Lot 1
  • 1

Tomma Abts

25,000 - 35,000 GBP
118,750 GBP
bidding is closed


  • Tomma Abts
  • Zaarke
  • signed, titled and dated 2000 on the stretcher
  • oil and acrylic on canvas


Greengrassi Gallery, London

Acquired from the above by the present owner in 2004

Catalogue Note

Turner Prize winning artist Tomma Abts is something of a contemporary art world anathema. In an era dedicated to the oversize and fabricated by the studio hand, Abts’ has quietly forged a different path - one that speaks profoundly to the intimacy of the artistic process. An encounter with her works is a chance for reflection, a reaffirmation that in art world ruled by speed, 3D mapping and digital inkjet, there is little substitute for the unhurried honing of one’s skill – rendered with little more than one’s imagination and a paint brush.

Her subtle canvases are conversations – between colours, between shapes and most importantly between herself and the ever evolving canvas in front of her. Interviewed for the Turner Prize, she explained, “I start with nothing really… I make no sketches before I start painting. I paint directly onto the canvas” (Tomma Abts in conversation with Jan Vorwoert in: Tate, Untitled, 2006, video, 0:53). Each canvas is, therefore, the organic process of trial and error, built up over multiple layers and many sittings. Working on more than one work at a time, canvases can take years of reflection to complete. There is only one rule that Abt’s brings to her practice: size. Each canvas is consistently sized at 48 by 38 centimetres. By continually returning to the same artistic arena, her focus centres much more strongly on the space inside the canvas. Like a scientist keeping a constant, it forces experimentation. For the viewer, it allows us to single-mindedly focus our attention on her creative process.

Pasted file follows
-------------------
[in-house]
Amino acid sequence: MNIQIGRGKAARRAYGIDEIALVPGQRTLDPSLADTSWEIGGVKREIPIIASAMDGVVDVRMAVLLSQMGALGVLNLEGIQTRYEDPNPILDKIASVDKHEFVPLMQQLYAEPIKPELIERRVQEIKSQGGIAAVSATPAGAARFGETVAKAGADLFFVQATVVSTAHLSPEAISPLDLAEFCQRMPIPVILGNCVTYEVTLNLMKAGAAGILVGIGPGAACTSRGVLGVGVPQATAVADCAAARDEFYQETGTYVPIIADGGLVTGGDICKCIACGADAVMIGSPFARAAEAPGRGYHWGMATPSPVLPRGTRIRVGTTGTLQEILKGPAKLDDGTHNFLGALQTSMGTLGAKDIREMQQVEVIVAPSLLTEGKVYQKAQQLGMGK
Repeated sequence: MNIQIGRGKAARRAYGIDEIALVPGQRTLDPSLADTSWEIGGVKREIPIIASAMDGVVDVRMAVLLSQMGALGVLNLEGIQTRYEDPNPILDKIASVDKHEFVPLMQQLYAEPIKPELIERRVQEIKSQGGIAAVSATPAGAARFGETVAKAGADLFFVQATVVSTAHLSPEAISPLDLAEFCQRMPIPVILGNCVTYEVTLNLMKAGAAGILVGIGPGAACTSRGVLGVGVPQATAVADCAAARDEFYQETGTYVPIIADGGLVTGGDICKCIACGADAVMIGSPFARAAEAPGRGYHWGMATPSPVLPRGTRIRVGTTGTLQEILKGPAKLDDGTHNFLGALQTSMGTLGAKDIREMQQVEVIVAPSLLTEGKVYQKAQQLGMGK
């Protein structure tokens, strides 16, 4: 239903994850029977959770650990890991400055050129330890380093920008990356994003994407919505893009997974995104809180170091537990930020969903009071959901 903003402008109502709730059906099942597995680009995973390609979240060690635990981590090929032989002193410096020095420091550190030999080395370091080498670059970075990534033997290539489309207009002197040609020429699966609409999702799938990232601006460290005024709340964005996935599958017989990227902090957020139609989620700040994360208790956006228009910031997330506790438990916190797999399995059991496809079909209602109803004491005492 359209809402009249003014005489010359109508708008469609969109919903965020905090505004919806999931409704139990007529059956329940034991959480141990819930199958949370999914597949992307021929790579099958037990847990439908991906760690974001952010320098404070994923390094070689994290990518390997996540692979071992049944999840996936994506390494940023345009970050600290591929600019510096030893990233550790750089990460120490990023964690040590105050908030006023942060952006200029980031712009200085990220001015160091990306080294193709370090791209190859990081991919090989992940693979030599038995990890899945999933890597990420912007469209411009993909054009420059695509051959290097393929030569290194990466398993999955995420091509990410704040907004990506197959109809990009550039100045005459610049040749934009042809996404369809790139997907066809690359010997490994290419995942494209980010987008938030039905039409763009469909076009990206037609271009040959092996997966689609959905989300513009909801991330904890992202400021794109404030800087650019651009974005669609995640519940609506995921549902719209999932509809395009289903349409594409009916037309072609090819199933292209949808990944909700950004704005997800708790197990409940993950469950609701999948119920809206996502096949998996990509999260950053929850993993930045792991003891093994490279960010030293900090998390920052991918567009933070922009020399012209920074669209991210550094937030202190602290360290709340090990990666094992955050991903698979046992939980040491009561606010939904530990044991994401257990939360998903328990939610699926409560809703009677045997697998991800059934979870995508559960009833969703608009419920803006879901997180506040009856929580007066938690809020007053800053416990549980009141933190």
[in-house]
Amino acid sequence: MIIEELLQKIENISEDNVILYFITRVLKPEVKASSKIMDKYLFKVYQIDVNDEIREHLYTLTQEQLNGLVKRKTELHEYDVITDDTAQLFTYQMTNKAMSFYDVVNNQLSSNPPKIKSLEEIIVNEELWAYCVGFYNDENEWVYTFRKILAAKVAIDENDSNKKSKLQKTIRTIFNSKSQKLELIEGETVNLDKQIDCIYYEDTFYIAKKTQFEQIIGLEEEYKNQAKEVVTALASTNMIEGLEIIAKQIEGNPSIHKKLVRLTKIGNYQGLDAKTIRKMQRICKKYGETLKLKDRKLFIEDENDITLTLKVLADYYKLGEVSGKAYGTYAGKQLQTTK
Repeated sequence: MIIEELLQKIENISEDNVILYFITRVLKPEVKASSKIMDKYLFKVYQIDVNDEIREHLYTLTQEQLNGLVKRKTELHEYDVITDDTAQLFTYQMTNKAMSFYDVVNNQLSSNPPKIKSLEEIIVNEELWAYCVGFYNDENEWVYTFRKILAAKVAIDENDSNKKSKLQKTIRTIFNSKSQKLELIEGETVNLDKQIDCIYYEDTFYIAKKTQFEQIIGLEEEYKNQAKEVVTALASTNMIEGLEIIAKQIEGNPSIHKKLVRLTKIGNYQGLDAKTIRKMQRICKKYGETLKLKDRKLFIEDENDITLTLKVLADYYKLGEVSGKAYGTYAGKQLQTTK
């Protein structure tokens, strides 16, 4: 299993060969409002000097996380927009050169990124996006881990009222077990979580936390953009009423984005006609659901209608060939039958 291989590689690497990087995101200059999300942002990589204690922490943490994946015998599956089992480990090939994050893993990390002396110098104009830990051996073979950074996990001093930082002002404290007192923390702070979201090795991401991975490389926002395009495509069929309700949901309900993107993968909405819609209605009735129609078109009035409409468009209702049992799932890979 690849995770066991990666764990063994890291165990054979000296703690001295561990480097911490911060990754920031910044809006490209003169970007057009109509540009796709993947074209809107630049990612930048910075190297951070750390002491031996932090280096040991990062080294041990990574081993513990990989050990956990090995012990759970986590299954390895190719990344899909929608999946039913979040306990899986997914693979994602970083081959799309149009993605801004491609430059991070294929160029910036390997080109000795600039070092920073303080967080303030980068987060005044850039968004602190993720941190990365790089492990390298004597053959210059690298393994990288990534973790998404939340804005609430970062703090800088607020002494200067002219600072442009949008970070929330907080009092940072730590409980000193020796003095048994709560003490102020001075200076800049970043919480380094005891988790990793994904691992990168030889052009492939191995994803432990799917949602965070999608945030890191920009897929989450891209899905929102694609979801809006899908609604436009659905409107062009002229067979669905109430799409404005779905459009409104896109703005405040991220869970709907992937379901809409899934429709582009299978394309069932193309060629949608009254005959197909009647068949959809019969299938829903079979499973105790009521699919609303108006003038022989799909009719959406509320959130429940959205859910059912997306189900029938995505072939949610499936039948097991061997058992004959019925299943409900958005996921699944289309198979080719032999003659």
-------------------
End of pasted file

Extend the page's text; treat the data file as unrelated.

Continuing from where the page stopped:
In Zaarke, Abt’s paintbrush carves out jagged bands of colour that seem violent, almost aggressive if it wasn’t for their delicacy. Rendered in deep hues of maroon and red, they form painterly incisions into the depth of the canvas that play with our sense of perception while drawing attention to inherent flatness of painting. Shapes are overlapped and intertwined, oscillating between foreground and background. Like a chessboard, this complex constellation of shapes and colours organically changes as she works. It is in this status of flux that the works acquires its energy, and more, its mystery.